Season 2 of Emily in Paris came to an end with everything up in the air. The core team at Savoir— Sylvie (Philippine Leroy-Beaulieu), Julien (Samuel Arnold) and Luc (Bruno Gourey)—resigned, leaving Chicago-based executive Madeline (Kate Walsh) to fully take reign and Emily (Lily Collins) deciding if she should embrace her Paris life and join Sylvie at her new marketing firm or stay loyal to Madeline for a promised, though potential promotion.
With the Dec. 21 return of the Darren Starr series on Netflix, audiences will see everyone is in for big changes. In particular, Samuel Arnold is most excited about how we’ll all get to know Julien and Emily’s other friends and colleagues better. It’s not “just one liners,” he explains over the phone to Los Angeles Confidential just days before the season 3 premiere.
A native Parisian, Arnold began his career as a professional dancer and later expanded his talents by also acting. He now calls London home when he’s not filming for Emily in Paris, where has been seen at the National Theatre in Anthony and Cleopatra.
Read on for more from Arnold about the new season, why Julien developed a friendship with Emily and how he incorporates dance into the show.
You now have three seasons as Julien under your belt. What have you enjoyed most about the role?
From day one I really like the fact that Julien is a free agent. He will make you feel the way he wants to make you feel either with what he’s saying or the way he looks at you, and he's just not afraid to speak. And that's something that I really enjoyed from the character who’s so free in the way he moves and the way he dresses.
[In season 3,] We get to dive a bit more into the character of Julien— not only Julien, all the characters are in way more detail and we get to learn a lot about them… It's not about being comedic relief anymore or just one liners. It's a real storyline, and it's a guy who's trying to make it in the industry.
Fashion is very important to the show. Do you ever collaborate with the wardrobe department on Julian’s looks?
Yeah, 100%. So the way Marylin Fitoussi works is we are not trained to make the character look good, even though he does and we have so many beautiful clothes. But we're trying to make sense of the story and trying to make sense of the characters. Marilyn really wanted to make sure that we were comfortable with what we are wearing and that it makes sense with the way we act and play our characters. So there’s many options that, to her, make sense for the character. And then with her we say, “Personally, I think that Julien would wear this at the office today” or like, “He would wear that at the party today.” Within the limitations of what Marylin gives us, we get to be creative with her.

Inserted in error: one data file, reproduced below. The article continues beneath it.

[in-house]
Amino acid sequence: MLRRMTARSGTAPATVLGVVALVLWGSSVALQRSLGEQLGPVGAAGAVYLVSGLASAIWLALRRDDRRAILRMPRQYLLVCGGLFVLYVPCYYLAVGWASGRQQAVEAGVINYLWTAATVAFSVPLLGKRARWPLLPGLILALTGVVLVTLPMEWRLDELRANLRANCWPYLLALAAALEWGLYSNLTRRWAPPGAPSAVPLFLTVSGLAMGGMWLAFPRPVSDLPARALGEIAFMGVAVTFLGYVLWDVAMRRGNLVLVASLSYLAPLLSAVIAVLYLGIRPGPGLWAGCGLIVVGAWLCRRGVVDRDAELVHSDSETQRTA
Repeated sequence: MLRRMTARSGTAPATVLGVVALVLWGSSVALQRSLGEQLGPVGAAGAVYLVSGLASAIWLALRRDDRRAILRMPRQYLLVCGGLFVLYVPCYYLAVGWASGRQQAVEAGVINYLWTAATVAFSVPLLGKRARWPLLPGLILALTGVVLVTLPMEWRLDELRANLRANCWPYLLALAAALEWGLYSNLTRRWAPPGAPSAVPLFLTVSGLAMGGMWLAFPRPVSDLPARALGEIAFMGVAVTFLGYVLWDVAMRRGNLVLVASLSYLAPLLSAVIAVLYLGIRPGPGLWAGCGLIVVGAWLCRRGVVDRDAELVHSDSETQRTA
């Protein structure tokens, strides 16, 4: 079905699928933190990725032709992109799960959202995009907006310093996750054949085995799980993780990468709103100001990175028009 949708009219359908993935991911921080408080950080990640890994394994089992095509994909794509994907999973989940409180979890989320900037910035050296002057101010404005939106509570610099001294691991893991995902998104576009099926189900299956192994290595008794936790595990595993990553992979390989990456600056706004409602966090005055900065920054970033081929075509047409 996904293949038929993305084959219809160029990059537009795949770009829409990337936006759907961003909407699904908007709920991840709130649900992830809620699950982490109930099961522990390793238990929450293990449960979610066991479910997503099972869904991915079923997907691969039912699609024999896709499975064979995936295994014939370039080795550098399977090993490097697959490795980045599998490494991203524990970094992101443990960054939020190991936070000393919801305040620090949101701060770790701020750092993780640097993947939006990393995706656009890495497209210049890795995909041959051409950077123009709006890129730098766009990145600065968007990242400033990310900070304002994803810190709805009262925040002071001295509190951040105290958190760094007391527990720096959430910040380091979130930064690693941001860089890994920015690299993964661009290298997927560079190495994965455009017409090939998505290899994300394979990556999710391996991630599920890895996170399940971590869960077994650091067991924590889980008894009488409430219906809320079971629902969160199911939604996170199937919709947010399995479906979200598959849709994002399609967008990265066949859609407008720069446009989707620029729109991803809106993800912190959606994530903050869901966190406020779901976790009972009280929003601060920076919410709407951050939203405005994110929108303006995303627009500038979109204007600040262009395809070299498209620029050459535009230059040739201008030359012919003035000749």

Why do you think actually filming in Paris is key to the show— could the magic of the city be captured through a set?
No, I think that is actually one of the most important things and one of the most valuable things that we have on show. And I think that's something that was very, very important for Darren was to actually shoot on location with real places and real moments of real iconic places in Paris and stuff like that. The series is called Emily in Paris, and it adds to the authenticity and to the beauty and to the magic of the show because to try to extract the magic of a place like Paris, I think it’s better to be there.
When the show first starts, Emily has a hard time with her colleagues. But by season three, she has friendships with them. Why do you think Julian has warmed up to her?
I think personally that the reason why he was a bit bad with her at the beginning was the same reason why he likes her. I think he views himself through her. Julien was the only loud, colorful fashionista-drama queen in the office. And then this American girl came in with her colorful outfits, and he just felt threatened. But in the end, he’s like, “Oh. She’s like me in a sense.” I think he likes that, and I think he really respects her as well, professionally. Everyone that works with her in the show, everyone at some point in the series just realized how good of a worker she is and how clever she is, and you can only respect that.
You’ve said you define yourself not as an actor, not as a dancer, but as an artist. How has that benefited the way you approach your career?
Well, it just takes away limitations. For example, I think with Julien, the way I worked on the character was really physical. I really put a lot of dance into it and I really listen to a lot of music. And obviously I watched a lot of movies and I'm inspired by conversations and by colors and basically everything that surrounds me. This is where I'm saying I'm not an actor or dancer, I’m an artist—obviously I'm an actor, obviously I'm a dancer. But I just say that to take away the limitation. When I work on a character, I can bring so much more. We can eat something one day and the taste can make you feel something and we can bring that feeling into a character. It is so wild and limitless that I feel like the word “artist” is more suitable for me than anything else.
This interview has been edited for length and clarity.
Photography by: Courtesy of Netflix; Cr. Stéphanie Branchu/Netflix